Zoe & Zak and the Yogi’s Curse by Lars Guignard

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I wrote last year about a book Ghost Leopard: A Kids’ Magical Fantasy by Lars Guignard  and this year I’m participating in a blog tour about the second book in the series: Zoe & Zak and the Yogi’s Curse. For anyone who doesn’t know, a blog tour involves someone (in this case Renee from Mother Daughter Book Reviews) coordinates a number of other bloggers to write about the book on a schedule. I was given a free e-copy of the book to review but, as always, I get to write whatever I want.

Zoe & Zak and the Yogi's Curse is a wonderful children's fantasy set in India.In The Yogi’s Curse, Zoe and Zak have returned to India, this time to attend boarding school on the edge of the Himalayas. Despite the abundance of magic around, this definitely isn’t Hogwarts, and that isn’t just because elephants instead of horseless carriages deliver the students to the school. The school is rather darker, with less helpful school authorities and a definite lack of edible food. Their classmates seem generally normal with Zoe and Zak alone living this dual life of school kids and magical adventurers.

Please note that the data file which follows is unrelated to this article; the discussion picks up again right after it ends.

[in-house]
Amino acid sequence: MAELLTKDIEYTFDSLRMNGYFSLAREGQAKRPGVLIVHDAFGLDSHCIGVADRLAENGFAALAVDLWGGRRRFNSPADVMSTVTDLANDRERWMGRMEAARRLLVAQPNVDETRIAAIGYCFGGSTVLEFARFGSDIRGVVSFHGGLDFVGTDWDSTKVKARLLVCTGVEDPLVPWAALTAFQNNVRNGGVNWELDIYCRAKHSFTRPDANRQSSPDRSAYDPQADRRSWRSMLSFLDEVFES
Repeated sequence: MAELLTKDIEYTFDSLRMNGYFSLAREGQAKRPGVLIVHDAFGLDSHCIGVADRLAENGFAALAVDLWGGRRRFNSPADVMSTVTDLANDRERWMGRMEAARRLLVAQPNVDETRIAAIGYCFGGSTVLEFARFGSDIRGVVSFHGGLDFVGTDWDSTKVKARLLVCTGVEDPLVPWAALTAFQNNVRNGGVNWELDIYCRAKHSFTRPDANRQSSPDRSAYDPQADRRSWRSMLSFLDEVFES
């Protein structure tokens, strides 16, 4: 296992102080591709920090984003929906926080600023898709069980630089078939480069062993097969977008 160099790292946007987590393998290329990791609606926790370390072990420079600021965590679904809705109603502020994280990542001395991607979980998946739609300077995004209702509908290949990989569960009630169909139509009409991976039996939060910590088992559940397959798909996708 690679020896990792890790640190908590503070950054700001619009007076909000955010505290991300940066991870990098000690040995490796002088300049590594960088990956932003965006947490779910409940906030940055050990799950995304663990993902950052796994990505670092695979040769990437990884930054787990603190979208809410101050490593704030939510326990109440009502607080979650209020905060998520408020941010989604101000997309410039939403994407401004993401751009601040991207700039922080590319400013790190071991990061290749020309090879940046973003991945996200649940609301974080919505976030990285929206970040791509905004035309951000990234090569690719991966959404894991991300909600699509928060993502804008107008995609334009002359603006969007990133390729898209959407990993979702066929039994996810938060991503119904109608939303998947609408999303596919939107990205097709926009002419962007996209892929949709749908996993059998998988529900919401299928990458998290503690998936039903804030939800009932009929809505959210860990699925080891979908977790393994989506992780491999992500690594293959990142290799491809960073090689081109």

The book is written in first person from Zoe’s point of view, so the narrative is a little wandering, and that wandering helps to allow the introduction of all sorts of interesting details. The book has great suspense filled magical mystery, but the real joy is in the very humorous, human details that fill in the spaces between big plot turns. Zak’s trying to record a Vblog this year. Zoe’s learning to be away from home and deal with getting to know new people. The kids go sunbathing on the roof. The clothing is washed in a creek and one of the ‘chores’ everyone does is filling out the lists of what clothing they’re sending for cleaning. Finding edible food is an ongoing concern.

There’s a lot of talk in the book about luck. Good luck or bad luck, and can good luck be bad luck in disguise?

Another theme I noticed is a question of trust. Who do you trust? There’s a scene where Zoe starts confronting someone who was a mentor to her in the previous book and I sat at the edge of my seat wondering if she was right to make the decision she seemed to be making. And in a setting where magic is rampant, can you really trust people are who they seem?

It is a fun easily readable book. The Indian mysticism is a nice treat and the characters are fun. Besides, it gives me a great excuse to buy a sample of Himalayan rock salt at the natural foods store next time I go, just to show the kids what they were talking about in the book. Maybe they’ll want to carry some with them in case they’re ever attacked by big flaming birds. You never know, right?

You can read other reviews by skipping over to the blog tour page, as new reviews will become available.


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